Prehistoric Future: Max Ernst and the Return of Painting between the Wars
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One of the most admired artists of the twentieth century, Max Ernst was a proponent of Dada and founder of surrealism, known for his strange, evocative paintings and drawings. In Prehistoric Future, Ralph Ubl approaches Ernst like no one else has, using theories of the unconscious—surrealist automatism, Freudian psychoanalysis, the concept of history as trauma—to examine how Ernst’s construction of collage departs from other modern artists.
Ubl shows that while Picasso, Braque, and Man Ray used scissors and glue to create collages, Ernst employed techniques he himself had forged—rubbing and scraping to bring images forth onto a sheet of paper or canvas to simulate how a screen image or memory comes into the mind’s view. In addition, Ernst scoured the past for obsolete scientific illustrations and odd advertisements to illustrate the rapidity with which time passes and to simulate the apprehension generated when rapid flows of knowledge turn living culture into artifact. Ultimately, Ubl reveals, Ernst was interested in the construction and phenomenology of both collective and individual modern history and memory. Shedding new light on Ernst’s working methods and the reasons that his pieces continue to imprint themselves in viewers’ memories, Prehistoric Future is an innovative work of critical writing on a key figure of surrealism.
analogies further than all the others, only to lapse into an idling that allows the parody of the imitation of nature to be recognized as a mechanical repetition (plate 1). Against a winter landscape, at the lower edge of the picture stands an unfolded, three-part panel—even more clearly a stage set than in figure 12—that obstructs the view of the winter landscape. Evidently, this is a case of a mise en abyme in the overpainting, whose layers of paint occlude the view of the overpainted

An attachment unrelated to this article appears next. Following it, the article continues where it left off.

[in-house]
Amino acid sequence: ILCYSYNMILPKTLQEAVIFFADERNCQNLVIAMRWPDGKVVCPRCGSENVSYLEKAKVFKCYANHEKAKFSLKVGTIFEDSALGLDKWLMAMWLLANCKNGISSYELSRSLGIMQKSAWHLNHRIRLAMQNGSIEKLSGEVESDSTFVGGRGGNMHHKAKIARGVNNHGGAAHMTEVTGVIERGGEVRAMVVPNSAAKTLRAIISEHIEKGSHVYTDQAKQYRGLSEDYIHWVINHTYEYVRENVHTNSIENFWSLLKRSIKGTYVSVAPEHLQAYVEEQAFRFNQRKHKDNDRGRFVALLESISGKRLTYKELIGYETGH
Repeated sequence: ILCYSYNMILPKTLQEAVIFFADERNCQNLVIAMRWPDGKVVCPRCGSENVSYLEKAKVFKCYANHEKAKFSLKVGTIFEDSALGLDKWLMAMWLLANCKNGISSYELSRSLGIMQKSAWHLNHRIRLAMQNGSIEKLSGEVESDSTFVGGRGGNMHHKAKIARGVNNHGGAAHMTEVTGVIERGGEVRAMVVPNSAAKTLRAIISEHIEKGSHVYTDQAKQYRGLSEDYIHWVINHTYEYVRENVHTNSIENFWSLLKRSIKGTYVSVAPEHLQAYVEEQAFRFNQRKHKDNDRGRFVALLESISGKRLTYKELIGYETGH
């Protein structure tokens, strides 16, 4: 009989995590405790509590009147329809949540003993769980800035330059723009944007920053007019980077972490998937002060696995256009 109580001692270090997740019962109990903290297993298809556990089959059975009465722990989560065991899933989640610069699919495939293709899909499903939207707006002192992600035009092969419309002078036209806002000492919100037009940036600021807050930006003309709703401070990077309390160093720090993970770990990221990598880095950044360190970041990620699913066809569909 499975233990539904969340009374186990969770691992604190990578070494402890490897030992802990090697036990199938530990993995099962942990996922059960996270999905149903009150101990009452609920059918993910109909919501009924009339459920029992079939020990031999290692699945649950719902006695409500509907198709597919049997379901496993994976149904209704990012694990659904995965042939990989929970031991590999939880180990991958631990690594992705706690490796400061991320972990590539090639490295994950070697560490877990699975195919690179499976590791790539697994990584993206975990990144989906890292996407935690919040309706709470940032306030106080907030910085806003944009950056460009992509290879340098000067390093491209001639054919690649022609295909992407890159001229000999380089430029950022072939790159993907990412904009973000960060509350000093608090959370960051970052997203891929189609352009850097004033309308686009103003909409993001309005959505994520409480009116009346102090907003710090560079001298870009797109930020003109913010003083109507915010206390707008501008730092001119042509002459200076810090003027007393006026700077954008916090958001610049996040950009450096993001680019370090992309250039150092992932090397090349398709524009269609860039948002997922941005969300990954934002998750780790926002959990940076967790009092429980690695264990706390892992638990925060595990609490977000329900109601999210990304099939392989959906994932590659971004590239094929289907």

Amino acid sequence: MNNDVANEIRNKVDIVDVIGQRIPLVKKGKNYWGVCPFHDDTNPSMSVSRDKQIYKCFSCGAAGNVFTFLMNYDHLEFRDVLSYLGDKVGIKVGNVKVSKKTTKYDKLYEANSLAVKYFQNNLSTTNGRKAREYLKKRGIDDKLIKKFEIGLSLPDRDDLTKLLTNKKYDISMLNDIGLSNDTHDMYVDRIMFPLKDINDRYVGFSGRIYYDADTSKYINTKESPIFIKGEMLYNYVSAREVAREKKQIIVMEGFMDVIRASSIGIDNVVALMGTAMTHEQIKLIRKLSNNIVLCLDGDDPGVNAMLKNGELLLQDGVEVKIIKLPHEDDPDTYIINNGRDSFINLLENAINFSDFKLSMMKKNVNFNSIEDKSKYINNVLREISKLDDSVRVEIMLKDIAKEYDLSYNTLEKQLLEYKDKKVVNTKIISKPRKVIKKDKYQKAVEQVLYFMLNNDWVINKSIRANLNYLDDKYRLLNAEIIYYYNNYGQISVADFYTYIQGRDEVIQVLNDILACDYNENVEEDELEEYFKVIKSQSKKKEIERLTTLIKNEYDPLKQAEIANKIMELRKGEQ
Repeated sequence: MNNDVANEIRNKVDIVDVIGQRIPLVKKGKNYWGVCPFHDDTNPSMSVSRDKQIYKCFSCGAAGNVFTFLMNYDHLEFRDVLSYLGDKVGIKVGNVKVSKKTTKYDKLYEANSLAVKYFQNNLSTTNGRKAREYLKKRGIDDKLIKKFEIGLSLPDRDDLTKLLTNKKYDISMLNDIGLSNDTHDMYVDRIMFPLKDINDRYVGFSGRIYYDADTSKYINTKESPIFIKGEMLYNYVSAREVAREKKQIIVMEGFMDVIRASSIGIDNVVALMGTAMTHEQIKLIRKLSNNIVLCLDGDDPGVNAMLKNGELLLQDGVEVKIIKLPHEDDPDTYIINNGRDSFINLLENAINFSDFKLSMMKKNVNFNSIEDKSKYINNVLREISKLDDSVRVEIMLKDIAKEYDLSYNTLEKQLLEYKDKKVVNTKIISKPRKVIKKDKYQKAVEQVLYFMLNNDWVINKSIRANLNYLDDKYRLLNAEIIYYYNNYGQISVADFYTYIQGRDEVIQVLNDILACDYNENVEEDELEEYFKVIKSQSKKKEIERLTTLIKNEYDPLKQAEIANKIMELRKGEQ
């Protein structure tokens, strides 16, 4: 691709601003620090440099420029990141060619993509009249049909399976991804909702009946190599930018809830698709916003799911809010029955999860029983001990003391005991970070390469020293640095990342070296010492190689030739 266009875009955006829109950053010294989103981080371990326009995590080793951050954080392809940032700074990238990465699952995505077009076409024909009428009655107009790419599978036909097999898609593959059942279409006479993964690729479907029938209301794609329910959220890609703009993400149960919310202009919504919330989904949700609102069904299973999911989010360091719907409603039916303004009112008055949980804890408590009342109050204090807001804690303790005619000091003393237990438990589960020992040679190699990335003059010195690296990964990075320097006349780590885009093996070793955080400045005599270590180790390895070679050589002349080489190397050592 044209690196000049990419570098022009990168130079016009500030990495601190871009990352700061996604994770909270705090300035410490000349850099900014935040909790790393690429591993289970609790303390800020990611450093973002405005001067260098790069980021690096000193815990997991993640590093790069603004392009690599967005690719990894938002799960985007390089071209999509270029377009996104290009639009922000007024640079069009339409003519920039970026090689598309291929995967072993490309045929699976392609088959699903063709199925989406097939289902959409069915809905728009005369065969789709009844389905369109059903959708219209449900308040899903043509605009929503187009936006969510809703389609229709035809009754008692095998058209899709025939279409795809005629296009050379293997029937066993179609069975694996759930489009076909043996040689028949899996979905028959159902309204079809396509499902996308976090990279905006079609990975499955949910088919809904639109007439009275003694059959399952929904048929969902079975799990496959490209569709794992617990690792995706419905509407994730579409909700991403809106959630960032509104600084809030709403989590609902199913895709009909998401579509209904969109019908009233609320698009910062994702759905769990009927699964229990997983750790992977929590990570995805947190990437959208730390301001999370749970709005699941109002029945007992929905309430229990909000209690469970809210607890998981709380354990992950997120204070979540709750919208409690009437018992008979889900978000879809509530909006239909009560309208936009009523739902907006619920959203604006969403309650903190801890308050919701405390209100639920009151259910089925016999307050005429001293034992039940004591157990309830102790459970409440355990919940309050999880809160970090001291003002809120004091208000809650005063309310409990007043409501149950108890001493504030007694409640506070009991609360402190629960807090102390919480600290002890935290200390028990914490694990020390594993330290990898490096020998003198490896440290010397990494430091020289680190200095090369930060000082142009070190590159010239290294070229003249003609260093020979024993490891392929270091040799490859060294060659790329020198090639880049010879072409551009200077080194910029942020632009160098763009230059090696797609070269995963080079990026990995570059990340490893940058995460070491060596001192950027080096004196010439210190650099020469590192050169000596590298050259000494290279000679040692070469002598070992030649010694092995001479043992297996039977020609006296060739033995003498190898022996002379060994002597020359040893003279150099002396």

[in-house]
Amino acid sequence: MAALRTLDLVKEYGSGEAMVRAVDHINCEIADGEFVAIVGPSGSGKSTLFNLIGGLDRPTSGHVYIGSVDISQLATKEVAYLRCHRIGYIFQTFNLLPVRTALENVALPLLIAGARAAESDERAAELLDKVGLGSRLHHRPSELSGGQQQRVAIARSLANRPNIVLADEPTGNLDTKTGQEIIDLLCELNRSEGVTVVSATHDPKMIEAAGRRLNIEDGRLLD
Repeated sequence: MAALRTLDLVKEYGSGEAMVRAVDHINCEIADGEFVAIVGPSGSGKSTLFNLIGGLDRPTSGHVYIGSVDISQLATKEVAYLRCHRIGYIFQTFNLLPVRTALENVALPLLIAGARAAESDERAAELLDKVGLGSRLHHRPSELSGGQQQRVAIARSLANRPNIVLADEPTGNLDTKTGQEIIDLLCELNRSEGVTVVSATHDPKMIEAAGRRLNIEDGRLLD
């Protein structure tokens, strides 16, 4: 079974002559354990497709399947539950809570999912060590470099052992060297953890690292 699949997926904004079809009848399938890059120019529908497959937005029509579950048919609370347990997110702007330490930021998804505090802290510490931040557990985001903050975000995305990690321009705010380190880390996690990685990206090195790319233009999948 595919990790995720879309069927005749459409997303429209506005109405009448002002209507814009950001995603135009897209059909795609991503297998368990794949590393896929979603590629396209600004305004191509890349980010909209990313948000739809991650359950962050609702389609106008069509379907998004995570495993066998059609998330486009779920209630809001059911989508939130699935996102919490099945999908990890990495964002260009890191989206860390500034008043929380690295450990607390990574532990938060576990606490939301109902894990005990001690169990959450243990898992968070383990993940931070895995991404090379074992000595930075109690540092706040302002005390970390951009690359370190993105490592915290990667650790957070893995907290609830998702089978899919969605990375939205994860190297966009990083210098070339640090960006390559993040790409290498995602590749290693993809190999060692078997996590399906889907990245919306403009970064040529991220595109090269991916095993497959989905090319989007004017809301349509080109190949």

partake in the foundation myth of what at first was a purely textual activity. In fact, the most important artistic positions from impressionism to cubism made themselves out to be actively anti-literary.19 Ernst, who made many of his best works in other media, surely had his own reasons for preferring the literary illustrations of Max Klinger or Odilon Redon over pure painting. At the same time, however, surrealism—in distinguishing itself with great firmness from “merely literary” movements and
primordial forest of automatism.34 Surrealist texts in fact abound with monstrous/seductive dragonflies, traditional or invented hybrid creatures such as the “lyre bird” and the “rain bird,” modern sphinxes stationed between prehistoric ferns. Creatures that confound traditional classifications of nature or cross the boundaries to human culture embody the audacious metaphorics of surrealism—the necessary encounter of the most dissimilar things in the intersection of representation and its
And third, the 1920s bring the return to a mimesis that is eerily alive. While Ernst’s Dadaist works preserve a mimetic residue in an essentially mortified state, his surrealism posits mortification in order to discover in it a ghostly afterlife—a simulacrum of the simultaneously illusory and imitative mimesis whose living unity the young Rhineland painter had hoped to discover on his excursions into the countryside. The following attempt to describe the history of Ernst’s artistic practice along
communautaire”; Kaufmann, Poétique des groupes littéraires. 8 Werner Spies and Günter Metken, Max Ernst: Œuvre-Katalog (Köln: M. DuMont Schauberg, 1975), nos. 564ff. The suggested date “ca. 1923,” in light of the following entry from the logbook at surrealist headquarters, should be adjusted to 1924. Paule Thévenin, ed., Bureau de recherches surréalistes: Cahier de la permanence octobre 1924–avril 1925 (Paris: Gallimard, 1988), 29: “Mercredi 22 octobre 1924. Permanence: Simone [Breton] J. A.